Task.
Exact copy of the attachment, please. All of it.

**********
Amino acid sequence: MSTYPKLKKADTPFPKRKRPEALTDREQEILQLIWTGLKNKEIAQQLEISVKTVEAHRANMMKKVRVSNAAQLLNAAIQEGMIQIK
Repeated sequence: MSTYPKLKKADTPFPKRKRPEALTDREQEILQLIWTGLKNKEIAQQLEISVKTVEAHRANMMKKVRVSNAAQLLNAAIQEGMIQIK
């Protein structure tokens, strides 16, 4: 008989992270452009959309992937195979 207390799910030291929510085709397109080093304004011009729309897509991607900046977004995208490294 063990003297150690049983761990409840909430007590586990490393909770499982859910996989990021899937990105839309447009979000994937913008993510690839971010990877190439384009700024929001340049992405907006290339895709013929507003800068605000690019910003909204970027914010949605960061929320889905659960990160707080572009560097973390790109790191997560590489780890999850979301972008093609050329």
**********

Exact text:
Amino acid sequence: MSTYPKLKKADTPFPKRKRPEALTDREQEILQLIWTGLKNKEIAQQLEISVKTVEAHRANMMKKVRVSNAAQLLNAAIQEGMIQIK
Repeated sequence: MSTYPKLKKADTPFPKRKRPEALTDREQEILQLIWTGLKNKEIAQQLEISVKTVEAHRANMMKKVRVSNAAQLLNAAIQEGMIQIK
């Protein structure tokens, strides 16, 4: 008989992270452009959309992937195979 207390799910030291929510085709397109080093304004011009729309897509991607900046977004995208490294 063990003297150690049983761990409840909430007590586990490393909770499982859910996989990021899937990105839309447009979000994937913008993510690839971010990877190439384009700024929001340049992405907006290339895709013929507003800068605000690019910003909204970027914010949605960061929320889905659960990160707080572009560097973390790109790191997560590489780890999850979301972008093609050329």